“We’ve had other festivals turn to us and ask ‘How do you do it?’” says Milwaukee PrideFest spokesman Michail Takach. “We create an experience that’s meaningful and memorable, but unique compared to other pride festivals, where someone might be playing onstage in the parking lot of a 7-Eleven.”
The path to premier status was neither clear nor linear. After Stonewall, some local gay rights activists backed the controversial tactics of the militant Gay Liberation Front, while the Gay People’s Union favored a measured approach, including launching a gay suicide hotline, LGBT STD clinic, and – in 1974 – the first organized gay pride ball, march and picnic.
The organization built on its successes throughout the decade, only to watch its leadership decimated by the AIDS epidemic in the 1980s. A new group – the Milwaukee Lesbian/Gay Pride Committee – eventually emerged and launched the first officially sanctioned pride celebration in 1988.
Next year brought the city’s inaugural gay pride parade. Surging crowds necessitated subsequent moves, first to Juneau Park and later to Veterans Park. In 1996, PrideFest secured its current home at Henry W. Maier Festival Park, and with it the distinction of being the world’s largest LGBT festival with a permanent festival grounds. That enviable status has played a key role in PrideFest’s ability to land many of its top acts over the years, including RuPaul, Blondie and Patti LaBelle.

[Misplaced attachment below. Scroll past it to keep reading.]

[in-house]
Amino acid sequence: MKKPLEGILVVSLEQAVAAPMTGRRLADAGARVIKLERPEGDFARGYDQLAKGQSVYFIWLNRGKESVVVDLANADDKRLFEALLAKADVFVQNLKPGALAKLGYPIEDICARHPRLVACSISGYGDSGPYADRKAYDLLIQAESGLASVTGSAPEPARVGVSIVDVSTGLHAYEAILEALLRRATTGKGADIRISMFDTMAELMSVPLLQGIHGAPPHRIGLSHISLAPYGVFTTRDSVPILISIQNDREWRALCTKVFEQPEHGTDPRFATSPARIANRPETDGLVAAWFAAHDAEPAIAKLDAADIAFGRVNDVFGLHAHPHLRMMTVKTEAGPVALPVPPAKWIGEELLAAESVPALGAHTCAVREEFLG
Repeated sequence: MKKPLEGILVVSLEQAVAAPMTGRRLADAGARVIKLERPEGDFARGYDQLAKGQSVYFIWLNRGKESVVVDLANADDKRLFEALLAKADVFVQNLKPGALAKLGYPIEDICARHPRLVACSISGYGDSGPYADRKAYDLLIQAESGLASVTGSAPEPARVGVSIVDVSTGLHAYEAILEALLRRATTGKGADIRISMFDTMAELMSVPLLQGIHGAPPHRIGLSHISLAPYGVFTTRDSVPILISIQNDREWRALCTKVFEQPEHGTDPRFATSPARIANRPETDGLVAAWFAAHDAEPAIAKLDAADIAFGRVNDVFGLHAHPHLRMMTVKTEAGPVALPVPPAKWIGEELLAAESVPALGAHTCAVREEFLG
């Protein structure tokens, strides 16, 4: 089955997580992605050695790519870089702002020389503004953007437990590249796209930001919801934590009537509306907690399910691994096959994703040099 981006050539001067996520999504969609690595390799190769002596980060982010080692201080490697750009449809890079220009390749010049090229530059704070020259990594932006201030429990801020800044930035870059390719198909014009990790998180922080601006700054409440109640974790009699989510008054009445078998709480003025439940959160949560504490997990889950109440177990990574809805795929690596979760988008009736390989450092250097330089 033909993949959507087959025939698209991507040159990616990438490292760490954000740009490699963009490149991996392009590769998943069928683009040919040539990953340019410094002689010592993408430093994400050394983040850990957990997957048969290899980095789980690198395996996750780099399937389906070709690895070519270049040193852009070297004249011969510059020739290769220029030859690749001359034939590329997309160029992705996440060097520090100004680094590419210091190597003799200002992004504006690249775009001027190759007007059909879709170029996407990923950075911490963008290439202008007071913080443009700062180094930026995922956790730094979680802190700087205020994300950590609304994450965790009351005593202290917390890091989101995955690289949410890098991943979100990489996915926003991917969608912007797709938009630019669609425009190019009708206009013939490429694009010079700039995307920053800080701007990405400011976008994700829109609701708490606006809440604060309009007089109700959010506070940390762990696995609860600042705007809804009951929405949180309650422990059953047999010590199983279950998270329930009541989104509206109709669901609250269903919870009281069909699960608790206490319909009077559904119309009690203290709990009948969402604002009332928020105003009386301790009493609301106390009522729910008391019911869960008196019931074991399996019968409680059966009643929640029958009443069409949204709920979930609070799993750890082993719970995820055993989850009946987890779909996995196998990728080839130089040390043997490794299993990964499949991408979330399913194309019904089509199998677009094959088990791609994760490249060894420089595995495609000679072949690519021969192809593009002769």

Last year drew record attendance in excess of 45,000 people. Not bad for a festival that, in Takach’s words, started “so small.”
“We have grown from being a march and rally in Cathedral Square, to a picnic in the park, to being on the same festival grounds as Milwaukee’s entire ethnic festival circuit, as well as one of the largest music festivals in the nation,” he says.
Scenes from Pridefests of the mid-1990s
Race into PrideFest weekend (or walk, if you prefer) with a run along the lake through Veterans Park. Competitive runners take note: This year’s race is sanctioned by USA Track & Field.
Year after year, the juggernaut party remains Milwaukee’s premiere gay event. Two nights of A-list headliners are joined by an out-of-this-world dance pavilion, which for four consecutive days becomes the largest nightclub in Wisconsin.
This campy yet empowering demonstration tracks a route through Walker’s Point. Organized by a separate LGBT group, the parade this year takes place before PrideFest opens, so you can attend both events.